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In everything that was presented to you, it will be noted that the development and growth of nutrition teams and programs in the country is gradual. (Click to view figure) If you look closely it coincided with the establishment of the clinical nutrition fellowship training program in 2000. The impact of the graduates’ work was not meteoric, it was also gradual, but its effect on the overall interest in clinical nutrition was huge. From 2004 up to today attendance in the annual PhilSPEN congress is steadily growing. The past three years alone showed “full house”, limited only by the capacity of the convention venue and amount of food served.

In summary, these are the features of a successful hospital clinical nutrition program in the Philippines:

  1. It is led by led by a graduate of the clinical nutrition fellowship training program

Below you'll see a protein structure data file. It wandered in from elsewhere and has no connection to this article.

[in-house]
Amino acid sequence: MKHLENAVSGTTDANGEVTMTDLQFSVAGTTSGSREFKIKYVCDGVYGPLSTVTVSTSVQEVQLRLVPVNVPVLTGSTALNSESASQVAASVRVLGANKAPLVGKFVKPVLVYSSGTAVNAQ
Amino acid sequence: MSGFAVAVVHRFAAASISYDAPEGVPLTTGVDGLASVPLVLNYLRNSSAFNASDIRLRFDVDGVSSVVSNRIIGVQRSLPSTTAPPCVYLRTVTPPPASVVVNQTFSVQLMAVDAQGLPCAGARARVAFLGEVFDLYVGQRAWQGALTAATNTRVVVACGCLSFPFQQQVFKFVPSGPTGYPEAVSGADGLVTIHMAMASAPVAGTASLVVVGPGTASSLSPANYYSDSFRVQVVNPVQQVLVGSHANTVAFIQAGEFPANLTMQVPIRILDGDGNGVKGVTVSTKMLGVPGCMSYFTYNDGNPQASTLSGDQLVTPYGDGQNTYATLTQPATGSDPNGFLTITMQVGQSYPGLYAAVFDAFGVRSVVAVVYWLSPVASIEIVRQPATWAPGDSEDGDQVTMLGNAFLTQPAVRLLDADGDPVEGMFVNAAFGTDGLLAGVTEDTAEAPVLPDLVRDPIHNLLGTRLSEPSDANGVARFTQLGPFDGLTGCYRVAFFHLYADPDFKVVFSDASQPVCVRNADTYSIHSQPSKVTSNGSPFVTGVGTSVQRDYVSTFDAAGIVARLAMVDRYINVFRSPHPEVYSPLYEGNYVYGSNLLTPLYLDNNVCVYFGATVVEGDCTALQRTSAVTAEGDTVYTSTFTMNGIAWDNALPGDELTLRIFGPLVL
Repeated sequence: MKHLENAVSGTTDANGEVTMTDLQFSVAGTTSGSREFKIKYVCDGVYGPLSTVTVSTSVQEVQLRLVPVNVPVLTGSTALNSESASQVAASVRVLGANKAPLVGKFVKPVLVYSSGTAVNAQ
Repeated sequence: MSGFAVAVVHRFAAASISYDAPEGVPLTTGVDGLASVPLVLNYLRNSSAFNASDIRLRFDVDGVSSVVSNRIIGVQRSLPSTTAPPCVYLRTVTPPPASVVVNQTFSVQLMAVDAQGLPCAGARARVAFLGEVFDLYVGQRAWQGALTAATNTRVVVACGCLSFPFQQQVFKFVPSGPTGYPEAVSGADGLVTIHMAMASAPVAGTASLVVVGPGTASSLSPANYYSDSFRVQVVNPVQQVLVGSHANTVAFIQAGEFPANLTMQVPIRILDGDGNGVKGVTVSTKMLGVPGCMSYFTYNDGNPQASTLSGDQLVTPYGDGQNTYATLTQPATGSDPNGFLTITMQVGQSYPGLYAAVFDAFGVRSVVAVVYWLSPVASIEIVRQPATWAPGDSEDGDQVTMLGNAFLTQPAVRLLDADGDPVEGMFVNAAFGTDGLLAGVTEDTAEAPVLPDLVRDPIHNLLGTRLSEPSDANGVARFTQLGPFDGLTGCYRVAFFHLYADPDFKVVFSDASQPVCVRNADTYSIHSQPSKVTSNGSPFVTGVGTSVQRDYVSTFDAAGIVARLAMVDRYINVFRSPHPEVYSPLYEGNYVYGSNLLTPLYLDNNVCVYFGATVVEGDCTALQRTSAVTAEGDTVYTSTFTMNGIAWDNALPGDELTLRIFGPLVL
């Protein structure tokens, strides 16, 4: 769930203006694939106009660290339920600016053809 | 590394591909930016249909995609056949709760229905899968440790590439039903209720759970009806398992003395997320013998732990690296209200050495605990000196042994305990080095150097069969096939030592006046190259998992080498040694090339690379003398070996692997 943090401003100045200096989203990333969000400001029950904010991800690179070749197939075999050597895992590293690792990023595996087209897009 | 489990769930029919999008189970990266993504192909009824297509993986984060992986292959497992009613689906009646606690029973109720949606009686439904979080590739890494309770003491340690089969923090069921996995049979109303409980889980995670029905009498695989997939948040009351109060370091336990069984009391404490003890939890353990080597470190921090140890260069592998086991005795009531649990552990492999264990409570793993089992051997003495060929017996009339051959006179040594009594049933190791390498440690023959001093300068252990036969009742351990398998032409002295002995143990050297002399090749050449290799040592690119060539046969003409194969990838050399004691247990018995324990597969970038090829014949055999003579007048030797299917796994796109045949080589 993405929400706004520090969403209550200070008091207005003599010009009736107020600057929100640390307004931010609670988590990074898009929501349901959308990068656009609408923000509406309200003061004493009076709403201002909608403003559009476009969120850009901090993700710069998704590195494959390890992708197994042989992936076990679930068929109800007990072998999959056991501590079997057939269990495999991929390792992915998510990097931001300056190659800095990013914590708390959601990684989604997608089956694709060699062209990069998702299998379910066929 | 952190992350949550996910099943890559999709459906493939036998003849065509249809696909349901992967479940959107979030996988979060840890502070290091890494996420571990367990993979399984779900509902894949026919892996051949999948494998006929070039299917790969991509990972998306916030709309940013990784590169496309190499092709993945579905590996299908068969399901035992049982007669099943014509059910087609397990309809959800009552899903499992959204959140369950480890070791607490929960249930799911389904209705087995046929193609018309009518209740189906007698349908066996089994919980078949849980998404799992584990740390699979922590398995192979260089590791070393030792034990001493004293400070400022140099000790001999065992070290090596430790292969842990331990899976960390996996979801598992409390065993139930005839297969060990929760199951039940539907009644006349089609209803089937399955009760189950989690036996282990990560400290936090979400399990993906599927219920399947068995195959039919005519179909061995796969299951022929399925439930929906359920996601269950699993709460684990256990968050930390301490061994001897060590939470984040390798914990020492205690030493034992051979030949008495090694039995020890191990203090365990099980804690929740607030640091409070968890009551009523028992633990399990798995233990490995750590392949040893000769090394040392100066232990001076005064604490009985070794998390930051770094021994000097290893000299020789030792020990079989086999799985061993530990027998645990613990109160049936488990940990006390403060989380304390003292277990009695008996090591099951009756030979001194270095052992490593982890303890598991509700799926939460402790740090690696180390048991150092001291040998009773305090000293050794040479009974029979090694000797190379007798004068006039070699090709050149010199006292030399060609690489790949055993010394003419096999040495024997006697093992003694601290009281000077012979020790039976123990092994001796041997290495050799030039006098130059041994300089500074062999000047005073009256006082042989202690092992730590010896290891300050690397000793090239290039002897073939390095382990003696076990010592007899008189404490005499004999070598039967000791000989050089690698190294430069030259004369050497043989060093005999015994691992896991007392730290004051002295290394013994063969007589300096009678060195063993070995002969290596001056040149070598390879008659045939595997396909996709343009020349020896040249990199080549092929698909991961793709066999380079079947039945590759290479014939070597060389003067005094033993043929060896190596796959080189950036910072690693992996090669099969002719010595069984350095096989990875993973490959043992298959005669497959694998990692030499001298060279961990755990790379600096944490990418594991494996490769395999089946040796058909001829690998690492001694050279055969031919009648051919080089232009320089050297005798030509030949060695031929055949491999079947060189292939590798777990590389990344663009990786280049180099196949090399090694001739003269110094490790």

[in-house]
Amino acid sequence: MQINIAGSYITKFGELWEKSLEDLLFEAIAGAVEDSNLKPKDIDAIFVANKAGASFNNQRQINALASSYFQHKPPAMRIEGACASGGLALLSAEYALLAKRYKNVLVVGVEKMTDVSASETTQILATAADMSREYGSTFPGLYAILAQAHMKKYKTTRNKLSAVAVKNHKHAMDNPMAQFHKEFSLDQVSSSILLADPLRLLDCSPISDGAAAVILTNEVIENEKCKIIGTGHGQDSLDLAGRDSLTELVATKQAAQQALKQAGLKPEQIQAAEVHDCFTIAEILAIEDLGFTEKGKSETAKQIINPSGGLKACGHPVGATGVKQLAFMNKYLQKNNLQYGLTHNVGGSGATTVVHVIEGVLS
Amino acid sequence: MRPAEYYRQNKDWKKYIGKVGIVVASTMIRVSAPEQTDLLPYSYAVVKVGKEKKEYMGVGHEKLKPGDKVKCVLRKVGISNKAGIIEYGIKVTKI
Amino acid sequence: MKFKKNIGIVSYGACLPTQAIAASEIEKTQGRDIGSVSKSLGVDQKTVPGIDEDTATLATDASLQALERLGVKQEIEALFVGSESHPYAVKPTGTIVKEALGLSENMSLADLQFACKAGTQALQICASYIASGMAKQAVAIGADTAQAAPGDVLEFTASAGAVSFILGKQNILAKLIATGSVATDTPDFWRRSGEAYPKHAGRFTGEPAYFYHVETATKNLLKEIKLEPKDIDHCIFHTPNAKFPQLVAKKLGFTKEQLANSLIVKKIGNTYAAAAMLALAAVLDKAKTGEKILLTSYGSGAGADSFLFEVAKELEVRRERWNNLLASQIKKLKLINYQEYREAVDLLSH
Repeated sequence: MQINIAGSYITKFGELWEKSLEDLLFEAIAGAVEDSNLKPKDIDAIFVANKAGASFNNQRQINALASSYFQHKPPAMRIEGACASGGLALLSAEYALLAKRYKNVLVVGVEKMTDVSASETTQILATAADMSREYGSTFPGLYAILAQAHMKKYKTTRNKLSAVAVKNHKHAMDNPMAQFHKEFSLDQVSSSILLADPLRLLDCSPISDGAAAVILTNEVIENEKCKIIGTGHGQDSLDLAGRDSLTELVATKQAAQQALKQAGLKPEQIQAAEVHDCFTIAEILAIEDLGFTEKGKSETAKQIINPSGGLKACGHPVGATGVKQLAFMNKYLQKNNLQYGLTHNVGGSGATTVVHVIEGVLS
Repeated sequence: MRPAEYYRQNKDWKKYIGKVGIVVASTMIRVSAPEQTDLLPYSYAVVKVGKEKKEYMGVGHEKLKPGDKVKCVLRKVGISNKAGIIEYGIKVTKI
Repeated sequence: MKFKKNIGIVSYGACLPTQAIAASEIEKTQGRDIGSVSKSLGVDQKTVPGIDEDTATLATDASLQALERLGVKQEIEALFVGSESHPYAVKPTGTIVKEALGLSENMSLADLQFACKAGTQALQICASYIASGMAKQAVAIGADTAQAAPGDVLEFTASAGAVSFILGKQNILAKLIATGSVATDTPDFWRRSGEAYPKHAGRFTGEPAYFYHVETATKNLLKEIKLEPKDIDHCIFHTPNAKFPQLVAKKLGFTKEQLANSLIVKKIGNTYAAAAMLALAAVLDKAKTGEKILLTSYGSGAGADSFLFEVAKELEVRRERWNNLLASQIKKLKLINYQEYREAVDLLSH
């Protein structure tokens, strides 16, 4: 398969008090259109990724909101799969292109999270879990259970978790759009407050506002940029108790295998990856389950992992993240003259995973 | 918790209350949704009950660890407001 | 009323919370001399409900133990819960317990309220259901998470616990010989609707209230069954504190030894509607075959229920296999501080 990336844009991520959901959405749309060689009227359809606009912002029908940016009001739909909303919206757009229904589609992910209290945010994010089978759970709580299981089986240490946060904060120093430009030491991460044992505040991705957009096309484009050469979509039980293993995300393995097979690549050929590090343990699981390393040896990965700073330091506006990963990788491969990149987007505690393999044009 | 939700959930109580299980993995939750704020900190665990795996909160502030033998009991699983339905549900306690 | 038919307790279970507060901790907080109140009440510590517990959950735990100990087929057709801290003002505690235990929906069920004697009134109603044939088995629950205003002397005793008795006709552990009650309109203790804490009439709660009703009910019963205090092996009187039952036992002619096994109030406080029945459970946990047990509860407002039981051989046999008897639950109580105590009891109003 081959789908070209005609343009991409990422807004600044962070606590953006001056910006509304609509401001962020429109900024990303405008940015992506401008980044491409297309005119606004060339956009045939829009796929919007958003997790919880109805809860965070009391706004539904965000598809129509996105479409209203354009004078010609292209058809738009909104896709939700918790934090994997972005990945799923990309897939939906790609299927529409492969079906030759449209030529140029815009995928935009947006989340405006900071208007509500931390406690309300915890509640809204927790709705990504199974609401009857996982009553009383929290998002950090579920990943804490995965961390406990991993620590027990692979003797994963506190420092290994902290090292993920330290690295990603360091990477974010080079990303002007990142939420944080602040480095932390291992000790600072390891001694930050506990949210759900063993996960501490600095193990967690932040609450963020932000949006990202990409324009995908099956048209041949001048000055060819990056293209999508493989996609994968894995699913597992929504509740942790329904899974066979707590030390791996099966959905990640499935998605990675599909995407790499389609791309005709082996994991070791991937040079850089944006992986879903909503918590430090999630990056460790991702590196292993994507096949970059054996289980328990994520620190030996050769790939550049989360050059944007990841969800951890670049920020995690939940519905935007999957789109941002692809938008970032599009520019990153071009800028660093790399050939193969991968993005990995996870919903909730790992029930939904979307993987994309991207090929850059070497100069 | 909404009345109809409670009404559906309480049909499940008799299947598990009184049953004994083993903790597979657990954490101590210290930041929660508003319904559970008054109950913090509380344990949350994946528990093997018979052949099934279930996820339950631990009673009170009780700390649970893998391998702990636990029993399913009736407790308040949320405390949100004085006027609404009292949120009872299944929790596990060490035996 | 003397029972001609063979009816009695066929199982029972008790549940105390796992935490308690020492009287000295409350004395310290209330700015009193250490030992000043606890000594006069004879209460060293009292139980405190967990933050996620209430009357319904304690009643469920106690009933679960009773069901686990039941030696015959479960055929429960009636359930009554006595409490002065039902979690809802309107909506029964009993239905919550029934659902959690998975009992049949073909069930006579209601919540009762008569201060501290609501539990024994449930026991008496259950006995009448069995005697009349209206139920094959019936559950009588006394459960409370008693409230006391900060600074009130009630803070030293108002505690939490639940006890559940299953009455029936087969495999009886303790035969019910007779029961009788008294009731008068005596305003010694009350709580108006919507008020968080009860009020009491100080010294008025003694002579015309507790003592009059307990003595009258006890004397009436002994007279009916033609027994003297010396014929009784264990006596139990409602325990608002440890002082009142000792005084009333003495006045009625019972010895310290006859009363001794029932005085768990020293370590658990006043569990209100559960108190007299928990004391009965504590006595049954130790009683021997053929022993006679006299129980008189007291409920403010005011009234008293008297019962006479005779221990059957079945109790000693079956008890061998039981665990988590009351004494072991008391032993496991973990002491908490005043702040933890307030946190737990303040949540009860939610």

2. It implemented the clinical nutrition process
  3. It is supported by the hospital administration and nutrition industry
  4. Its personnel received “just” compensation
  5. There is positive (+) return of investment (ROI)
  6. They have active membership with PhilSPEN
  7. They are prayerful

There are members of PhilSPEN and in the clinical nutrition world who are downright atheists, existential hedonists and pessimists. But the majority are prayerful specially when the odds are not in their favor. They succeeded. Why? The answer is in the words of the Lord Jesus Christ in the gospel of John 15:5 where He said “Abide in me and you will bear much fruit. Apart from me you can do nothing.” The other is in the Book of James 5:16 which states, “… The prayer of a righteous man is powerful and effective.” So we aim to continue living and practicing P and R – Prayerfulness and Righteousness - being assured of a brighter tomorrow in our work in clinical nutrition.

Thank you and good day.

(Click to view the Powerpoint format of this talk)